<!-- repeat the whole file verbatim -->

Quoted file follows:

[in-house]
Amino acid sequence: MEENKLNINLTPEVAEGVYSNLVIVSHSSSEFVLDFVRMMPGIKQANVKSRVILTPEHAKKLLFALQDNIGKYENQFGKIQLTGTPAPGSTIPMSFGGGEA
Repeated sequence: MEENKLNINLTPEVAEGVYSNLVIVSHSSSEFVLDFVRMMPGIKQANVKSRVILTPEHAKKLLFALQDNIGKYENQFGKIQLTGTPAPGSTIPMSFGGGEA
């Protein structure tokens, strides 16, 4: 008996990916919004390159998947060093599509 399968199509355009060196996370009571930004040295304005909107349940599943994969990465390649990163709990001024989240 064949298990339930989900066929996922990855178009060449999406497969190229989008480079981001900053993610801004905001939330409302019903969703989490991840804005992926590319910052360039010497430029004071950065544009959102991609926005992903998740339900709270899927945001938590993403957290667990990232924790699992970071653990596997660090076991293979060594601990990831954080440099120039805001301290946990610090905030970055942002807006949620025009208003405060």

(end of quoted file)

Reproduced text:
[in-house]
Amino acid sequence: MEENKLNINLTPEVAEGVYSNLVIVSHSSSEFVLDFVRMMPGIKQANVKSRVILTPEHAKKLLFALQDNIGKYENQFGKIQLTGTPAPGSTIPMSFGGGEA
Repeated sequence: MEENKLNINLTPEVAEGVYSNLVIVSHSSSEFVLDFVRMMPGIKQANVKSRVILTPEHAKKLLFALQDNIGKYENQFGKIQLTGTPAPGSTIPMSFGGGEA
């Protein structure tokens, strides 16, 4: 008996990916919004390159998947060093599509 399968199509355009060196996370009571930004040295304005909107349940599943994969990465390649990163709990001024989240 064949298990339930989900066929996922990855178009060449999406497969190229989008480079981001900053993610801004905001939330409302019903969703989490991840804005992926590319910052360039010497430029004071950065544009959102991609926005992903998740339900709270899927945001938590993403957290667990990232924790699992970071653990596997660090076991293979060594601990990831954080440099120039805001301290946990610090905030970055942002807006949620025009208003405060």